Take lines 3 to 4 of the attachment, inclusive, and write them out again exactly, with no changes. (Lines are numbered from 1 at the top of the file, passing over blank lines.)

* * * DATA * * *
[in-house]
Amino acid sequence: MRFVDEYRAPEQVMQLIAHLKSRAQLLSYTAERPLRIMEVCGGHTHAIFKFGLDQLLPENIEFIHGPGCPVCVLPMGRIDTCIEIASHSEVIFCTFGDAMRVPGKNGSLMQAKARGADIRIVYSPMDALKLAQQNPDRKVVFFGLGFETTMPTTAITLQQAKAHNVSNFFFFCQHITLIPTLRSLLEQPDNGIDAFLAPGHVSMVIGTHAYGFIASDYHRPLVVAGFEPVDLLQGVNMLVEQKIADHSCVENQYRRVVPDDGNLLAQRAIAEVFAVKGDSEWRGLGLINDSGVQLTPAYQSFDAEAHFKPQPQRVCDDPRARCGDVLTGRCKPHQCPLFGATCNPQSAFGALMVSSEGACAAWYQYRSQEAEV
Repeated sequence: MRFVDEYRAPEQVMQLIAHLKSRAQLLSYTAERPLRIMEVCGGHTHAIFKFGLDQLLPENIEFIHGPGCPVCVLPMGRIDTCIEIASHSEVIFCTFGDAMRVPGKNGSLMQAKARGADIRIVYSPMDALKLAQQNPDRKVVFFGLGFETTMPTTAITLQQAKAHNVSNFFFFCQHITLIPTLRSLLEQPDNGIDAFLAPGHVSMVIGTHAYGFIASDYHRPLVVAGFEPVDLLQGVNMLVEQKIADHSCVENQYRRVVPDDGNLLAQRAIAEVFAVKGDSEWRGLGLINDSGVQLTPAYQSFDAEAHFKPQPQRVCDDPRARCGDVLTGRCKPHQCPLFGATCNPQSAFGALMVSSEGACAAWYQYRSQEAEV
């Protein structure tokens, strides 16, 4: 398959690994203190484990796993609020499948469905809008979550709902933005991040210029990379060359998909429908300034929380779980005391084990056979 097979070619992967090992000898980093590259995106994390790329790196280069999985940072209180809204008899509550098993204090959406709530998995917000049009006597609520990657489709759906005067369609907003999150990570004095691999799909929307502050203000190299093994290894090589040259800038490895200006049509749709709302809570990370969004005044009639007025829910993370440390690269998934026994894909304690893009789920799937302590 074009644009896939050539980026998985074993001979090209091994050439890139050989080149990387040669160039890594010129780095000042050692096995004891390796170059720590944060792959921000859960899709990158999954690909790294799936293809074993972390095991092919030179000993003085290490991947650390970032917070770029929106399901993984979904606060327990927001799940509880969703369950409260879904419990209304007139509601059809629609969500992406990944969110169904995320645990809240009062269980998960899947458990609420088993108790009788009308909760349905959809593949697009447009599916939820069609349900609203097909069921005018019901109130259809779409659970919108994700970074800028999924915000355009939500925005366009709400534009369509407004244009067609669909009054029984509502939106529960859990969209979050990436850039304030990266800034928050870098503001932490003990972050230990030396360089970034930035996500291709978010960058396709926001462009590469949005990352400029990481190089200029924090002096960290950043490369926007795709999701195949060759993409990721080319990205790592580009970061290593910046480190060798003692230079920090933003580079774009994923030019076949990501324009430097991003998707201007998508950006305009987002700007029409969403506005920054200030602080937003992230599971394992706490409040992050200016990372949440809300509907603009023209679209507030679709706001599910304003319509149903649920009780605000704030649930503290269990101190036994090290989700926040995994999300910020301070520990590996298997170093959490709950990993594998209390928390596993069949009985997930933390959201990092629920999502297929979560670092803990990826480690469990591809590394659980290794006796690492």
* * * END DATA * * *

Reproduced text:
Repeated sequence: MRFVDEYRAPEQVMQLIAHLKSRAQLLSYTAERPLRIMEVCGGHTHAIFKFGLDQLLPENIEFIHGPGCPVCVLPMGRIDTCIEIASHSEVIFCTFGDAMRVPGKNGSLMQAKARGADIRIVYSPMDALKLAQQNPDRKVVFFGLGFETTMPTTAITLQQAKAHNVSNFFFFCQHITLIPTLRSLLEQPDNGIDAFLAPGHVSMVIGTHAYGFIASDYHRPLVVAGFEPVDLLQGVNMLVEQKIADHSCVENQYRRVVPDDGNLLAQRAIAEVFAVKGDSEWRGLGLINDSGVQLTPAYQSFDAEAHFKPQPQRVCDDPRARCGDVLTGRCKPHQCPLFGATCNPQSAFGALMVSSEGACAAWYQYRSQEAEV
């Protein structure tokens, strides 16, 4: 398959690994203190484990796993609020499948469905809008979550709902933005991040210029990379060359998909429908300034929380779980005391084990056979 097979070619992967090992000898980093590259995106994390790329790196280069999985940072209180809204008899509550098993204090959406709530998995917000049009006597609520990657489709759906005067369609907003999150990570004095691999799909929307502050203000190299093994290894090589040259800038490895200006049509749709709302809570990370969004005044009639007025829910993370440390690269998934026994894909304690893009789920799937302590 074009644009896939050539980026998985074993001979090209091994050439890139050989080149990387040669160039890594010129780095000042050692096995004891390796170059720590944060792959921000859960899709990158999954690909790294799936293809074993972390095991092919030179000993003085290490991947650390970032917070770029929106399901993984979904606060327990927001799940509880969703369950409260879904419990209304007139509601059809629609969500992406990944969110169904995320645990809240009062269980998960899947458990609420088993108790009788009308909760349905959809593949697009447009599916939820069609349900609203097909069921005018019901109130259809779409659970919108994700970074800028999924915000355009939500925005366009709400534009369509407004244009067609669909009054029984509502939106529960859990969209979050990436850039304030990266800034928050870098503001932490003990972050230990030396360089970034930035996500291709978010960058396709926001462009590469949005990352400029990481190089200029924090002096960290950043490369926007795709999701195949060759993409990721080319990205790592580009970061290593910046480190060798003692230079920090933003580079774009994923030019076949990501324009430097991003998707201007998508950006305009987002700007029409969403506005920054200030602080937003992230599971394992706490409040992050200016990372949440809300509907603009023209679209507030679709706001599910304003319509149903649920009780605000704030649930503290269990101190036994090290989700926040995994999300910020301070520990590996298997170093959490709950990993594998209390928390596993069949009985997930933390959201990092629920999502297929979560670092803990990826480690469990591809590394659980290794006796690492």